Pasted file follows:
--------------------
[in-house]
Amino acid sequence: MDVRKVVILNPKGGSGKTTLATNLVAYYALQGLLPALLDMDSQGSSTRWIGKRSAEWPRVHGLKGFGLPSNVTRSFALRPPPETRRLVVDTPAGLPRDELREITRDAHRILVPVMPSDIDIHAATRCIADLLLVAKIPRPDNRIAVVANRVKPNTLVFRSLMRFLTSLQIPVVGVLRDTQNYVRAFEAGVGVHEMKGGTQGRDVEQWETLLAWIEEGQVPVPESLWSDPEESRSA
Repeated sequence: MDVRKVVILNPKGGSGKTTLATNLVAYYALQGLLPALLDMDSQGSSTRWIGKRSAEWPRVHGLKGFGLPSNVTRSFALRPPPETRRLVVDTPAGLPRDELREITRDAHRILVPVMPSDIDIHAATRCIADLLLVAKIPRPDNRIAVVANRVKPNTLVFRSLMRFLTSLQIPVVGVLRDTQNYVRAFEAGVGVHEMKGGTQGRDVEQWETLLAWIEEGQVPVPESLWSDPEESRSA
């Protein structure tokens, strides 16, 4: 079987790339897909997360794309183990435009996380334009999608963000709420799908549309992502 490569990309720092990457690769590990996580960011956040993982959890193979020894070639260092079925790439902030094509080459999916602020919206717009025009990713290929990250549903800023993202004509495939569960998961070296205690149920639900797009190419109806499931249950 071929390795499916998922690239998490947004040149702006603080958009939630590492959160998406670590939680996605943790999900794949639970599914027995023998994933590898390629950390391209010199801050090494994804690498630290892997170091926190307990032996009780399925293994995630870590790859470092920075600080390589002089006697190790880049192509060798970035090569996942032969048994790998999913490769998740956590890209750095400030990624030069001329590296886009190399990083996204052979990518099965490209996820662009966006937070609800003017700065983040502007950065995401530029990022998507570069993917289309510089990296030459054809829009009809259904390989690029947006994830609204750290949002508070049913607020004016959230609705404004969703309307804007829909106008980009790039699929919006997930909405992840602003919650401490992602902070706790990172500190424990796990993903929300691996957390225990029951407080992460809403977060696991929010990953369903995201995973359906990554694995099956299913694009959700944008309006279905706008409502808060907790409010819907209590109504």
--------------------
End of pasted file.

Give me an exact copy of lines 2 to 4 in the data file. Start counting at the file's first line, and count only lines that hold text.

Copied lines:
Amino acid sequence: MDVRKVVILNPKGGSGKTTLATNLVAYYALQGLLPALLDMDSQGSSTRWIGKRSAEWPRVHGLKGFGLPSNVTRSFALRPPPETRRLVVDTPAGLPRDELREITRDAHRILVPVMPSDIDIHAATRCIADLLLVAKIPRPDNRIAVVANRVKPNTLVFRSLMRFLTSLQIPVVGVLRDTQNYVRAFEAGVGVHEMKGGTQGRDVEQWETLLAWIEEGQVPVPESLWSDPEESRSA
Repeated sequence: MDVRKVVILNPKGGSGKTTLATNLVAYYALQGLLPALLDMDSQGSSTRWIGKRSAEWPRVHGLKGFGLPSNVTRSFALRPPPETRRLVVDTPAGLPRDELREITRDAHRILVPVMPSDIDIHAATRCIADLLLVAKIPRPDNRIAVVANRVKPNTLVFRSLMRFLTSLQIPVVGVLRDTQNYVRAFEAGVGVHEMKGGTQGRDVEQWETLLAWIEEGQVPVPESLWSDPEESRSA
């Protein structure tokens, strides 16, 4: 079987790339897909997360794309183990435009996380334009999608963000709420799908549309992502 490569990309720092990457690769590990996580960011956040993982959890193979020894070639260092079925790439902030094509080459999916602020919206717009025009990713290929990250549903800023993202004509495939569960998961070296205690149920639900797009190419109806499931249950 071929390795499916998922690239998490947004040149702006603080958009939630590492959160998406670590939680996605943790999900794949639970599914027995023998994933590898390629950390391209010199801050090494994804690498630290892997170091926190307990032996009780399925293994995630870590790859470092920075600080390589002089006697190790880049192509060798970035090569996942032969048994790998999913490769998740956590890209750095400030990624030069001329590296886009190399990083996204052979990518099965490209996820662009966006937070609800003017700065983040502007950065995401530029990022998507570069993917289309510089990296030459054809829009009809259904390989690029947006994830609204750290949002508070049913607020004016959230609705404004969703309307804007829909106008980009790039699929919006997930909405992840602003919650401490992602902070706790990172500190424990796990993903929300691996957390225990029951407080992460809403977060696991929010990953369903995201995973359906990554694995099956299913694009959700944008309006279905706008409502808060907790409010819907209590109504």